The Tour of Italy, better known as the Giro d'Italia, took place for the first time in 1909. The Giro was the answer to the popular French stage race 'Tour de France' that started in 1903. On 13 May 1909, 127 riders started in the first Giro, almost all Italians. Luigi Ganna won the first edition. The driving force behind this stage race was the Gazetta dello Sport.
Between 1915 and 1918 the Giro was not held due to the First World War. Carlo Oriani, winner of the Giro in 1913, fought during that war with the bersaglieri, the Italian elite troops. The Bersaglieri use special military bikes, made by national pride Bianchi. Oriani does not survive the war, fighter Ottavio Bottechia discovers his capacities as a soldier and expands on them after 1918. Bianchi launches a successor to its first batch of military bikes around 1923.
Since the 1930's more and more foreign riders appear at the start of the Giro. One of them is the Belgian Jef Demuysere. Demuysere performs very well in Italy. In 1932 and 1933 he finishes second in the Tour of Italy. Two years later he wins Milano - SanRemo. In 2007 Demuysere got a statue and a street name in his hometown Wervik.
In 1947 Lucien Vlaemynck started in the Giro together with his compatriots Sylvère Maes and Roger Desmet. The three Belgians are occasional riders with the Italian Olmo team. On 2 June 1947 Lucien writes this letter to his wife from Naples: "Dear Palma, at last I have a chance to write to you. Too much I have to say to put it on this little piece of paper..." Bad luck forced Lucien to abandon the very last stage 100 km from the finish.
Whoever says Giro, immediately thinks of the Italian greats Alfredo Binda, Gino Bartali and Fausto Coppi. These three gentlemen dominated the Tour of Italy in their own time. Binda won five editions between 1925 and 1933. Bartali took the final victory three times between 1936 and 1946. Fausto "Il Campionissimo" Coppi equalled Binda and won the Giro five times between 1940 and 1953.
Luxembourg's Charly Gaul is a notable name on the Giro's record. At a time when the Giro is still dominated by the Italians, he wins the 1956 and 1959 editions. Gaul writes history in 1956 during the stage with passage over the Monte Bondone. In icy weather conditions, Charly defeats the opposition. The 'Angel of the High Mountains' wins the stage with a lead of more than 10 minutes and thus lays the foundation for his first overall victory.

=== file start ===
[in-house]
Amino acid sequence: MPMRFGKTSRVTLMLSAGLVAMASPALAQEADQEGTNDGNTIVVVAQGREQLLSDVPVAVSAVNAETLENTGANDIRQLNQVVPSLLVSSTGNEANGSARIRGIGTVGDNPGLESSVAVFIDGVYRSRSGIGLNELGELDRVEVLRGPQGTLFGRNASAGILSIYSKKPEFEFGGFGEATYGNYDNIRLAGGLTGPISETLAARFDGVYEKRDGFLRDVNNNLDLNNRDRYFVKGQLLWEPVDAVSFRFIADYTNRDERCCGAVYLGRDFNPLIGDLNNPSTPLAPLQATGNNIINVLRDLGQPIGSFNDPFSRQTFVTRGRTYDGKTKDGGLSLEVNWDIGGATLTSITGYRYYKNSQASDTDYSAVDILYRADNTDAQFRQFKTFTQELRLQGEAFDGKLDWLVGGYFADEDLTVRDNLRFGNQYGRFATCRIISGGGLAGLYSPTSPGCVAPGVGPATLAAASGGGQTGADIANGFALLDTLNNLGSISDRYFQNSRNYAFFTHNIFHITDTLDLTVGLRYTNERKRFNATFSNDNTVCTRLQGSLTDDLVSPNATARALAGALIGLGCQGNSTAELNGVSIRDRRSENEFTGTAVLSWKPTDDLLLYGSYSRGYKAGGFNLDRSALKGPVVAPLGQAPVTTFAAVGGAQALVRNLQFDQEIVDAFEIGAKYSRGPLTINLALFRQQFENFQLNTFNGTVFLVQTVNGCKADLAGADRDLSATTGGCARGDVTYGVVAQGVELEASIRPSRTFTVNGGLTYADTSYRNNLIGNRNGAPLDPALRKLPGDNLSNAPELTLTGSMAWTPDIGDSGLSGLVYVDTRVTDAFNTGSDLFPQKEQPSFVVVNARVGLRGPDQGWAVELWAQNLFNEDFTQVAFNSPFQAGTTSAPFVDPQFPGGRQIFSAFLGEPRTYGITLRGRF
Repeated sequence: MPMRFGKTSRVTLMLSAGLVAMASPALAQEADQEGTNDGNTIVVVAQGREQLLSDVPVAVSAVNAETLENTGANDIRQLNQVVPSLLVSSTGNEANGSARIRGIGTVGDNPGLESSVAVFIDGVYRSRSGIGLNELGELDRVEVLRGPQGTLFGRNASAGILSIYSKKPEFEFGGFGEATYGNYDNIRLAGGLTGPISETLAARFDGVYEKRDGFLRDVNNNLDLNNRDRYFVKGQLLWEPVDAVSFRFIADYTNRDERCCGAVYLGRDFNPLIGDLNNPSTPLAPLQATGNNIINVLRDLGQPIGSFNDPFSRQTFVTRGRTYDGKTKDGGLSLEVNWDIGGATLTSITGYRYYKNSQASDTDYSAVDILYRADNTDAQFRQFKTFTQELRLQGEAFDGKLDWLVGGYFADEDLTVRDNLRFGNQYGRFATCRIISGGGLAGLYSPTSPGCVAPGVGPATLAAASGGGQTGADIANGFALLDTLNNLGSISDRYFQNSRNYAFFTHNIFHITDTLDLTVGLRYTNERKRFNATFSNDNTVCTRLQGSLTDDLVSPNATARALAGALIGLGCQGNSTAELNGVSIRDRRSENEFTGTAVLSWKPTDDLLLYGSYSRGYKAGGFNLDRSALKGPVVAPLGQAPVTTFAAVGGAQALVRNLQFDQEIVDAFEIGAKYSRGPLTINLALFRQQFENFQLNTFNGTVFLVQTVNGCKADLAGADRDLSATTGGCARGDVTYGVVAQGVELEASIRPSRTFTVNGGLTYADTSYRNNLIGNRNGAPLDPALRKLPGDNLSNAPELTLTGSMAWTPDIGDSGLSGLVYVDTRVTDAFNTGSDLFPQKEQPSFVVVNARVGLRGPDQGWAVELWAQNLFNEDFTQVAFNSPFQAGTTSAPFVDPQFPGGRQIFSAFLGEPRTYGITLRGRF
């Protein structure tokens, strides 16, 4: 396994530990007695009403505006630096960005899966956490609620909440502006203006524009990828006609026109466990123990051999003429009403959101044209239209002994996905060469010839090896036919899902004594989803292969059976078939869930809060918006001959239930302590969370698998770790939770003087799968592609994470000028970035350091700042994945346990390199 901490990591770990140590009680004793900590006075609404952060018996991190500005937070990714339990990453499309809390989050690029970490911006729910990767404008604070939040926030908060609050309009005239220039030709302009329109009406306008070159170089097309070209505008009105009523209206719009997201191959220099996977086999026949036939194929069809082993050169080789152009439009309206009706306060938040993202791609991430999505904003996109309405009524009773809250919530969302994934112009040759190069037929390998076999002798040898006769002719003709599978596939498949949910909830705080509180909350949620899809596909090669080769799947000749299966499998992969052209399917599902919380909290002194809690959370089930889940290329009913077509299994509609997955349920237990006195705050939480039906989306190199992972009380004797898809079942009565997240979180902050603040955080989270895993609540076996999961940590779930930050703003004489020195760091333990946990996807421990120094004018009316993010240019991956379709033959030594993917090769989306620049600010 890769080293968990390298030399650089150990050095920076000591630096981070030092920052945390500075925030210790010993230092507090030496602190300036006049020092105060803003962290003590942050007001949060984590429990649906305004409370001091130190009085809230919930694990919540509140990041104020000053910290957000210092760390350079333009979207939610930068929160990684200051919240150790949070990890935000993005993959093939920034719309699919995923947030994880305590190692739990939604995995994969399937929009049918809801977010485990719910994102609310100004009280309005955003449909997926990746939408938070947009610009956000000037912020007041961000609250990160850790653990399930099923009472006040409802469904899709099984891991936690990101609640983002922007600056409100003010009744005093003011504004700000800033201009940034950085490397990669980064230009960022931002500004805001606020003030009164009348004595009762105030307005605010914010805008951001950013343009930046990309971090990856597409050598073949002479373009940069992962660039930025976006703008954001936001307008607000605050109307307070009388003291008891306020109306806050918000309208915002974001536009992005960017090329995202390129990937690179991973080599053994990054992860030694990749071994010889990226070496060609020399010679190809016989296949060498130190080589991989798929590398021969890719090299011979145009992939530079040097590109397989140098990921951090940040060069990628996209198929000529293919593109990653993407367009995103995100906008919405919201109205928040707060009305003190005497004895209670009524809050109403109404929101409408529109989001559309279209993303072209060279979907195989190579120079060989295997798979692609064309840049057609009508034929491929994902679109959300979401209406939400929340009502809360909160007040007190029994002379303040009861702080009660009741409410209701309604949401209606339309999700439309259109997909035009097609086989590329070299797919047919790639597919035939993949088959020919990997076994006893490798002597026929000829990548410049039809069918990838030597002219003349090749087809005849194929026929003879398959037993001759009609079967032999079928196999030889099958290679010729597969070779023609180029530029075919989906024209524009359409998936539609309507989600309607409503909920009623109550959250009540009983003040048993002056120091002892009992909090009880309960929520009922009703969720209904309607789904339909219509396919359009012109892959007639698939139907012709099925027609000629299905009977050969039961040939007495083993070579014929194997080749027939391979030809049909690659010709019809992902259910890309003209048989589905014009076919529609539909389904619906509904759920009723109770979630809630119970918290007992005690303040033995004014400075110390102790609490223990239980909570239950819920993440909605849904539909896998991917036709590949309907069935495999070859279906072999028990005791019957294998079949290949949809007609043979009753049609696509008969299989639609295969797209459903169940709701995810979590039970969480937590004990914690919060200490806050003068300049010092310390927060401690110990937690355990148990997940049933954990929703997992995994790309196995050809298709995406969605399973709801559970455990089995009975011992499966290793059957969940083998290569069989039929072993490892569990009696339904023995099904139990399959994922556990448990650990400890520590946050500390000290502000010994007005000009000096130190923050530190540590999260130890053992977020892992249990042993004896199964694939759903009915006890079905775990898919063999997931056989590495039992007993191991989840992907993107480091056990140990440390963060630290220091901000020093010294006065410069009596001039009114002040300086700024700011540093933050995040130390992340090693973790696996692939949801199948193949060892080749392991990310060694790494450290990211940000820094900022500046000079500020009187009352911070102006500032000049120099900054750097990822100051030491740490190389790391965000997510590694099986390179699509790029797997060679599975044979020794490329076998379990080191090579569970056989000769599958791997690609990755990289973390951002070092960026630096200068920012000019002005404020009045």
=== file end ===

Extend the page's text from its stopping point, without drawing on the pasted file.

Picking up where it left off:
In 1968, a Belgian wins the Giro for the first time. His name: Eddy Merckx. Merckx impresses during the ascent of the Tri Cime di Lavaredo. The rider from Brussels started ten minutes behind on this final climb but still won the stage in very harsh weather conditions. Eddy wins the Tour of Italy five times and is thus on a par with Alfredo Binda and Fausto Coppi.
The Spanish rider José Manuel Fuente was a true climber. Fuente, or El Tarangu, won the mountain classification in the Giro four times in a row between 1971 and 1974. This trophy dates from 1973.
In the post-Merckx era, new Belgian success in the Giro was soon in order. In the 1977 edition the Belgian Flandria team dominated from start to finish. Freddy Maertens won no less than 7 stages, but in the end it was teammate Michel Pollentier who took the final victory. One year later, Johan De Muycnk is another Belgian who wins. De Muynck is to this day the last Belgian winner of the Giro.
Roberto Visentini has competed against Guisepp Saronni several times during his career. During the Giro of 1986 Visentini shows himself the superior of Saronni. Unfortunately for him he only won one race, while his rival Saronni won two races with his name on the list of honour.
The Giro Rosa is the name of the female edition of the Tour of Italy. The first edition was already held in 1988 and won by the Italian Maria Canins. The points jersey dates back to 1996 and belonged to the German Regina Sleicher.
In 1996, the Italian sports newspaper Gazetta dello Sport celebrated its 100th anniversary. To celebrate this happy event, the newspaper publishes a tribute book with 100 striking covers. Of course the Giro is not missing in the book full of pink coloured covers.
The official road book of the Giro d'Italia has long been known as Il Garibaldi. This 400-page turf is an extremely useful reference work for riders and commentators alike. And the name on the cover? It refers to Guiseppe Garibaldi (1807-1882), a general/politician who played a very important role in the Italian unification struggle in the 19th century.
During the 100th edition of the Giro, the German sprint champion André Greipel experiences a unique moment. In the second stage he outsmarted the entire peloton and took the victory. As a dessert he also gets the pink leader's jersey. On the podium "the Gorilla" celebrates his double victory with this bottle of spumante.
Talk about a top transfer. In 2019, Italian Giulio Ciccone will make the move to TREK-Segafredo. Ciccone immediately impresses at the Giro that year: he wins a stage and takes the overall victory in the mountain classification. That the Italians take care of their heroes is shown by this finely finished leader's jersey of Ciccone. On the inside of the col it says: "baste un secondo per entrare nella storia", which translates to "It only takes a second to step into our history".